The Washington Capitals gained no spots during the NHL Draft Lottery and will pick eighth overall in the 2023 NHL Draft. If they hold onto the selection, it will mark the first time the franchise has picked eighth in the franchise’s 49-year history.
Typically, the number one overall pick is a can’t miss player. But what about a prospect at number eight?
Below, I take a look at the players both of the past and the recent future selected at pick number eight to give you an idea of what type of player could be arriving to the organization on June 28 in Nashville.
The first no. 8 pick
The NHL’s first entry draft was held in 1963 and forward Bill Cosburn was the first player ever to be selected at eighth overall. At the time of the pick, there were still only six teams in the league so Cosburn was actually the second selection of the second round. Cosburn, picked by the Detroit Red Wings, was the first of a handful of players selected at eighth overall in the 60s to never play a single game in the NHL. Every single player picked after 1967 played in at least one NHL game.
Cosburn’s entire career lasted just seven seasons. He finished up his playing days over in Sweden with IK Tälje, a third division pro team. Two seasons prior, he won Sweden’s second division scoring title with Nacka SK, scoring 26 goals in 26 games.
The GR8 All-Stars
The eighth overall draft selection has produced 13 total NHL All-Stars. The earliest pick to be chosen as one being Joey Johnston who was picked by the New York Rangers in the 1966 draft. Zach Werenski, chosen by the Columbus Blue Jackets in 2015, is at the other end of that timeline.
Four of those 13 players eventually were inducted into the Hockey Hall of Fame. Darryl Sittler, Bob Gainey, Ray Bourque, and Grant Fuhr are those four names. They are also the only hall of famers to be selected eighth overall.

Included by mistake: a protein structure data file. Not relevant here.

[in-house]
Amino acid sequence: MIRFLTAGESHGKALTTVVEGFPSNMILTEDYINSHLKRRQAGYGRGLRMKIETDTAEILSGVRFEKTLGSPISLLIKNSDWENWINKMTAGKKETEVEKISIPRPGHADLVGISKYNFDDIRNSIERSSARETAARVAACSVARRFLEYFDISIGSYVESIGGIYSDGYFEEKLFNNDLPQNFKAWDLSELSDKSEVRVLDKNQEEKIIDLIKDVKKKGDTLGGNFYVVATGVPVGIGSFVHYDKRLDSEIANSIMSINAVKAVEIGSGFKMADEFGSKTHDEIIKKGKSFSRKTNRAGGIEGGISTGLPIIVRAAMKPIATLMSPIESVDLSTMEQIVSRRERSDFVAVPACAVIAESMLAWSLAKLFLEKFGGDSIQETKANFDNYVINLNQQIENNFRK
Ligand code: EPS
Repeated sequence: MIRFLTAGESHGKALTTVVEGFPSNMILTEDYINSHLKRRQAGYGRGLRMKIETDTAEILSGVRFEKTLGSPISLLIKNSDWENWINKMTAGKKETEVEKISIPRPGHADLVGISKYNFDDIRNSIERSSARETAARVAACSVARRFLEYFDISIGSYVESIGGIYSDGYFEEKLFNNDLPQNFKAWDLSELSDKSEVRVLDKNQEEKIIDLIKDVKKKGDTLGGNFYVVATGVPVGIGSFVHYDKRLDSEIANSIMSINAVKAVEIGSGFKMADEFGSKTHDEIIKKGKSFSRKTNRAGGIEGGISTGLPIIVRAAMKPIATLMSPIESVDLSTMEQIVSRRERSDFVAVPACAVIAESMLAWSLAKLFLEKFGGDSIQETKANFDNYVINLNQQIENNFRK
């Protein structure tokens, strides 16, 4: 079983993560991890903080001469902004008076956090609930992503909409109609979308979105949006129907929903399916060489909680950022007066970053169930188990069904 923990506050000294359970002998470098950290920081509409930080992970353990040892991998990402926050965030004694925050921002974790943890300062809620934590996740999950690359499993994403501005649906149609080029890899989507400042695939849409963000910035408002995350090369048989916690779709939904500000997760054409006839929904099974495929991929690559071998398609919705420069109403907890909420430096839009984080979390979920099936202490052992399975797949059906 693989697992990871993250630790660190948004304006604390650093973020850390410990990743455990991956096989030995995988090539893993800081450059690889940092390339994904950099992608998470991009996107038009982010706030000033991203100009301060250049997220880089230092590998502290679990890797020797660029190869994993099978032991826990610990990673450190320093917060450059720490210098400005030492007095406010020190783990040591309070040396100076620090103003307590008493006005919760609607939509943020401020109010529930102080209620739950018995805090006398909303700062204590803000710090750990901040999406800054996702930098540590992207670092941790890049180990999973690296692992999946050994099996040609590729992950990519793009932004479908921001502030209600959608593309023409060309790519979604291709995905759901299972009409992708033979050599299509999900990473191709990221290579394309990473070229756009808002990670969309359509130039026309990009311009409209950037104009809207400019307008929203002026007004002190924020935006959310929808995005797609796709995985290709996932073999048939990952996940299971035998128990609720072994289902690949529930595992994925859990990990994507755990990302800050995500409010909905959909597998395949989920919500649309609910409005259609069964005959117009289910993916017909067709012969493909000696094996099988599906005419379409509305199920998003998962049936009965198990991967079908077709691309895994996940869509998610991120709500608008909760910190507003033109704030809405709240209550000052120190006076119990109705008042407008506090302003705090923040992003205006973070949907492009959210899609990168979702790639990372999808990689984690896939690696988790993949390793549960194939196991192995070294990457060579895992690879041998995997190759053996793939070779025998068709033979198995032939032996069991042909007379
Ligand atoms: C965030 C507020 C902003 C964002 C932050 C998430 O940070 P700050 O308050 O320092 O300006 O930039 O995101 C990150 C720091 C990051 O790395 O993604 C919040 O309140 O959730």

Here’s the full list of All-Star names.
The dry spell
As you may have noticed, there was quite the 14-year dry spell between Sergei Samsonov and Sean Couturier in terms of producing an All-Star from the eighth overall selection.
While that is disappointing, a handful of those players chosen in those years did develop into rather good role players and complementary pieces. Here are some of the highlight names from those drafts.
The best of the present
The more recent notable eighth overall picks include Couturier, Werenski, William Nylander, Casey Mittelstadt, Jack Quinn, and Marco Kasper. Nylander is the highest-scoring of the bunch and is coming off a career-best season for the Toronto Maple Leafs where he recorded 87 points (40g, 47a).
Couturier has hit above the 75-point plateau twice in his career and was the NHL’s winner of the 2019-20 Selke Trophy for best defensively skilled forward. Werenski is a number-one pairing defenseman that regularly plays over 23 minutes per game for the Columbus Blue Jackets.
Mittelstadt finally broke out this past year for the Buffalo Sabres, tallying 59 points (15g, 44a). Quinn and Kasper are still developing but seen as highly touted prospects with first-line potential after both making their NHL debuts at very young ages.
Here’s how the post 2010 draft eighth overall picks have gone.
This seems to suggest while the Capitals may not end up with a superstar like Connor Bedard at the pick, it’s possible they could land an All-Star or a good role player if everything goes right.
Note: The above article was inspired by NBC Sports Washington’s Ethan Cadeaux’s initial version of this post.
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